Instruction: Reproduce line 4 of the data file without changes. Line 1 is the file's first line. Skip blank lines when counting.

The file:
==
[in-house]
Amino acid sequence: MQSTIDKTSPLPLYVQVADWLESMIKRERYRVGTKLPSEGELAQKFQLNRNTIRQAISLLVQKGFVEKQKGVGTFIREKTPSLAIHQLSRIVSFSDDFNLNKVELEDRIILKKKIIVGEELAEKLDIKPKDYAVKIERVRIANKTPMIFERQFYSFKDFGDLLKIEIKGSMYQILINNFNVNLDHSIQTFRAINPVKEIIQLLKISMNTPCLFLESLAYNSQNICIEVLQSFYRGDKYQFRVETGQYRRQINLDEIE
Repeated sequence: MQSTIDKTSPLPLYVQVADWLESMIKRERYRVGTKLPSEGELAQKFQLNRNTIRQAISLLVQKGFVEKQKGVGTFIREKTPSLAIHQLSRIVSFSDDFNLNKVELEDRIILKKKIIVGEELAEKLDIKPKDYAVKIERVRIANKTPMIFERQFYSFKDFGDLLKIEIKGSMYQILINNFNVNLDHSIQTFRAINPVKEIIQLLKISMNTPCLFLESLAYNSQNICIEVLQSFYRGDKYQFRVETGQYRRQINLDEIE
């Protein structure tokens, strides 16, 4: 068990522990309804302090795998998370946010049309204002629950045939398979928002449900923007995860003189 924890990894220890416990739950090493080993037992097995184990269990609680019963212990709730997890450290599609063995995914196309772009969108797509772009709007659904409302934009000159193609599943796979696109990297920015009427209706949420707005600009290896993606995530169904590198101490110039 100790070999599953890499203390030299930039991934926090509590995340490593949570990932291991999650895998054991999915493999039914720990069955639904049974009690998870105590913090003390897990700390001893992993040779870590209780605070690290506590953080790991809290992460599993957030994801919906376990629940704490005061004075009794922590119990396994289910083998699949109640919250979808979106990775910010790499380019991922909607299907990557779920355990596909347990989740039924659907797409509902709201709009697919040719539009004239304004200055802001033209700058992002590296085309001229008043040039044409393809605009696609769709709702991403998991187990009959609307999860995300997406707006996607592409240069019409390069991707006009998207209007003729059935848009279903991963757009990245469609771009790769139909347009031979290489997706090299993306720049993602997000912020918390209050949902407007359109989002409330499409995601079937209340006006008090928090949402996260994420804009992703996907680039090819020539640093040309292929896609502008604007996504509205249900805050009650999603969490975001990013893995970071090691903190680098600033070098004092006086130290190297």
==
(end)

């Protein structure tokens, strides 16, 4: 068990522990309804302090795998998370946010049309204002629950045939398979928002449900923007995860003189 924890990894220890416990739950090493080993037992097995184990269990609680019963212990709730997890450290599609063995995914196309772009969108797509772009709007659904409302934009000159193609599943796979696109990297920015009427209706949420707005600009290896993606995530169904590198101490110039 100790070999599953890499203390030299930039991934926090509590995340490593949570990932291991999650895998054991999915493999039914720990069955639904049974009690998870105590913090003390897990700390001893992993040779870590209780605070690290506590953080790991809290992460599993957030994801919906376990629940704490005061004075009794922590119990396994289910083998699949109640919250979808979106990775910010790499380019991922909607299907990557779920355990596909347990989740039924659907797409509902709201709009697919040719539009004239304004200055802001033209700058992002590296085309001229008043040039044409393809605009696609769709709702991403998991187990009959609307999860995300997406707006996607592409240069019409390069991707006009998207209007003729059935848009279903991963757009990245469609771009790769139909347009031979290489997706090299993306720049993602997000912020918390209050949902407007359109989002409330499409995601079937209340006006008090928090949402996260994420804009992703996907680039090819020539640093040309292929896609502008604007996504509205249900805050009650999603969490975001990013893995970071090691903190680098600033070098004092006086130290190297």